Eddie Heywood – “Canadian Sunset”


Introduction to Eddie Heywood

Oldies music fans may remember Eddie Heywood Jr. as a great jazz pianist. Heywood played with several other jazz musicians before forming his own band in the early 1940s, when they backed Billie Holliday. Heywood also played piano solos for Coleman Hawkins quartet date. Afterwards, he formed a six-piece band simply called The Eddie Heywood Sextet, which gained popularity in the mid-1940s, performing a variety of swing standards. Heywood’s career stalled when a partial paralysis struck him, making his hands unable to play piano at all. But he recovered and staged a comeback in the early 1950s, and then he would record of his most memorable pieces, “Soft Summer Breeze” and “Canadian Sunset,” both released in the mid-50s music era. Another bout of partial paralysis hit him during the mid to late 1960s, but he made another comeback and played well into the 1980s. Heywood died of Parkinson’s disease in 1989.

Early life and career

Jazz pianist Eddie Heywood was born Edward Heywood Jr. in Atlanta, Georgia on December 4, 1915. His talent for the keys was inherited from his father, Eddie Heywood Sr., who was also a strong jazz pianist himself and also a bandleader. Heywood Sr. had attained renown during the 1920s, and accompanied acts such as the comedy duo Butterbeans and Susie. He later passed his talent on to his son, who would the get to playe the piano professionally when he was 12 or 14. The boy played alongside with his father, playing piano in the vaudeville theater pit in Atlanta.

During the early days of his career, Heywood Jr. accompanied singers, such as Bessie Smith and Ethel Waters. He also played piano for bands led by Wayman Carver, Clarence Love, Benny Carter and Don Redman. As he was building up his name, he moved to different places, first to New Orleans, Kansas City and then to New York.

Heywood and his own band

By the early 1940s, Eddie Heywood formed his own band and would sometimes accompany chanteuse Billy Holiday and another singer Alberta Hunter in the early 1940s. He also played many classic solo pieces on a Coleman Hawkins quartet date, most notably the popular standard by George and Ira Gershswin “The Man I Love.”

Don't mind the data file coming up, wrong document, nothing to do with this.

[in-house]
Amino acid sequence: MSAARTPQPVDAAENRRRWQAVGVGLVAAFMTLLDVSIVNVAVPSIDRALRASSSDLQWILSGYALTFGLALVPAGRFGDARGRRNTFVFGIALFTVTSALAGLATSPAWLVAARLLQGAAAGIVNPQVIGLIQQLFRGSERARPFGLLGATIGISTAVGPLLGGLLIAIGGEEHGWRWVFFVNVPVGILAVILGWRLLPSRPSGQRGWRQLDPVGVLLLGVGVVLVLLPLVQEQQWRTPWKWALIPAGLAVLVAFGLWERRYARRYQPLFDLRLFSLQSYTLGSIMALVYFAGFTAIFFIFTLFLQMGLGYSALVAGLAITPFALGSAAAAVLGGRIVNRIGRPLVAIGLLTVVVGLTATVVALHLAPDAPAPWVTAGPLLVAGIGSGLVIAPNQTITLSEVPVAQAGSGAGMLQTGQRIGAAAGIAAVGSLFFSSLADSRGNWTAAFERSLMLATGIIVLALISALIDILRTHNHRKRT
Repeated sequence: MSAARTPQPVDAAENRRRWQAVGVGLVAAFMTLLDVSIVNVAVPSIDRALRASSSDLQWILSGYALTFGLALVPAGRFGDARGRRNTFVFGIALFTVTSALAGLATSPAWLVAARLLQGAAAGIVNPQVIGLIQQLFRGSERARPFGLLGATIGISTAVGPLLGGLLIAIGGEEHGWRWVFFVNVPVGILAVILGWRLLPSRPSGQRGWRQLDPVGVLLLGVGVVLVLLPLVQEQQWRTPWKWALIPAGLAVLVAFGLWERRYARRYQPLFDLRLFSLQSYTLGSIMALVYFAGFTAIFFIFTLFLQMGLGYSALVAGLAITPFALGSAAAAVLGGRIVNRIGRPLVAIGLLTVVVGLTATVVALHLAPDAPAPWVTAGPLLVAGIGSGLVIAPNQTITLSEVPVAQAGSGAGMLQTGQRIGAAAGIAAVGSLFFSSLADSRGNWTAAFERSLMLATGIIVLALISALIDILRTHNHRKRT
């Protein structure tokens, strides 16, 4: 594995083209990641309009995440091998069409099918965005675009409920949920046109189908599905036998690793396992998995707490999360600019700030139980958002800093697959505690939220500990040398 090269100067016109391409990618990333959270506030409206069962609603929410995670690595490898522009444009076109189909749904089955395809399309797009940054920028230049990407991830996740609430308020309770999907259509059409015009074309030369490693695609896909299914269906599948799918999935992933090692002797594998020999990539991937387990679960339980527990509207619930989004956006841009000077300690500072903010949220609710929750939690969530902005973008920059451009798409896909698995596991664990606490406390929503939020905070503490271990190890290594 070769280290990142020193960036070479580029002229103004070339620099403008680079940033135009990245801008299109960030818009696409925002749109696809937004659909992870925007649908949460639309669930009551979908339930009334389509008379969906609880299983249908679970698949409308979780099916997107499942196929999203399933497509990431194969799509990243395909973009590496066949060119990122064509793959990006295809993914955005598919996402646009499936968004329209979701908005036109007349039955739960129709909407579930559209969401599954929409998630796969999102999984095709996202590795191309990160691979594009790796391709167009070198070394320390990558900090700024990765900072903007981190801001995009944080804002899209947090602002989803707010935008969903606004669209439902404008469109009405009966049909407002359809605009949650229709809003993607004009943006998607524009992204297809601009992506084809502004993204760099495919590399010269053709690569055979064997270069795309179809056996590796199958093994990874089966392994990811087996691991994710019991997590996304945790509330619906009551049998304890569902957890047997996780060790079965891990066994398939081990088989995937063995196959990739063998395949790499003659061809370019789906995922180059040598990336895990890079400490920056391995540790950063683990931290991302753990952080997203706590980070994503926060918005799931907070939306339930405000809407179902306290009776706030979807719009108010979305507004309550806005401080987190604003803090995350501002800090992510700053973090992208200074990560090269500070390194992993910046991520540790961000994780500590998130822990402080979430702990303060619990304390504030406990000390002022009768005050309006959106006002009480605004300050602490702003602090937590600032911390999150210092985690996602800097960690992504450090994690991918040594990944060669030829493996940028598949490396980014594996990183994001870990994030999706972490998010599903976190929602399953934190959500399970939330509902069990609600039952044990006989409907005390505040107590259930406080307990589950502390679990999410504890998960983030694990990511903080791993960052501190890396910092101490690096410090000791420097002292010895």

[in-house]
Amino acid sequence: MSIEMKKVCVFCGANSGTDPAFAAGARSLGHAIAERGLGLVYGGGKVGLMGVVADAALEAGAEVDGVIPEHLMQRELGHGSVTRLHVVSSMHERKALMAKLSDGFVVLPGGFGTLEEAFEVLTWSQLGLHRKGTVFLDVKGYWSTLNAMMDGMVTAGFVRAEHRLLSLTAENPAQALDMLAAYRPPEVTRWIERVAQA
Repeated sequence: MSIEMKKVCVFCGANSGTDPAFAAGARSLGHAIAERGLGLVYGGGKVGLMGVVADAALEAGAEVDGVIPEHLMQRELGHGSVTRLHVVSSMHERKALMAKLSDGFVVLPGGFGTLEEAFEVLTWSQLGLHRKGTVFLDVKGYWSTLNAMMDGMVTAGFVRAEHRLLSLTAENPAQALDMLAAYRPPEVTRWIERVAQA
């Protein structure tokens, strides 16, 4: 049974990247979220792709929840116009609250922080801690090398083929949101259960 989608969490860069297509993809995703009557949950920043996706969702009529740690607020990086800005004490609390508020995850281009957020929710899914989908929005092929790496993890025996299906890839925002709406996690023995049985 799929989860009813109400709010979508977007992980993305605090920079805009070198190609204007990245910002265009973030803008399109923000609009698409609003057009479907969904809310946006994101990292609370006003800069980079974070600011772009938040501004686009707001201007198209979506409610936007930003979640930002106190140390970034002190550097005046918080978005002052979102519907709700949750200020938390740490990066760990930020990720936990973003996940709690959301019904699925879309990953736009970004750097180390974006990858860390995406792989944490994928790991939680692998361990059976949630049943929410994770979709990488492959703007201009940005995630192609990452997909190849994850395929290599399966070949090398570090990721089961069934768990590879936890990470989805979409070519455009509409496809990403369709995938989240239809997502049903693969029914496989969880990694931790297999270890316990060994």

In the mid-1940s Eddie Heywood then formed his own sextet, simply called The Eddie Heywood Sextet, which went on to play swing standards with their own melodic flair and tight arrangements. This sextet also included Don Cheatam and Vic Dickenson, both of whom would go on to become stars in their own right. The sextet put themselves in direct rivalry with another jazz musician John Kirby, but thanks to the presence of Cheatam and Dickenson, but Heywood and his group were able to weather such stiff competition with flying colors.

Struck with half-paralysis

Heywood attained renown in 1944 with his altogether different rendition of Cole Porter’s “Begin the Beguine.” However, in 1947 Heywood was hit by a partial paralysis that left his hands unable to move, and therefore he couldn’t play the piano any longer. He might no longer work on and play the piano but it didn’t stop him to pursue music.

Heywood’s big comeback

In 1951 Heywood made a comeback mostly by composing tunes. He wrote and recorded songs such as, and during this period he experienced his biggest commercial successes in his career.

In 1956, he released his self-penned songs “Soft Summer Breeze” and “Canadian Sunset.” “Soft Summer Breeze” was a big hit, peaking at #11 on the Billboard Hot 100.

“Canadian Sunset,” meanwhile, was written by Heywood as well. It was recorded by Heywood himself and another composer and musician Hugo Winterhalter and his orchestra. It became Heywood’s biggest hit ever in his career, reaching at #2 on the Billboard pop chart in 1956.

Later life and career

Heywood suffered partial paralysis yet again during the 1960s, but still it didn’t daunt him to make another successful comeback. He continued his career into the 1980s until Parkinson’s disease (further aggravated with Alzheimer’s disease) claimed Heywood’s life on January 3, 1989. He was 73.

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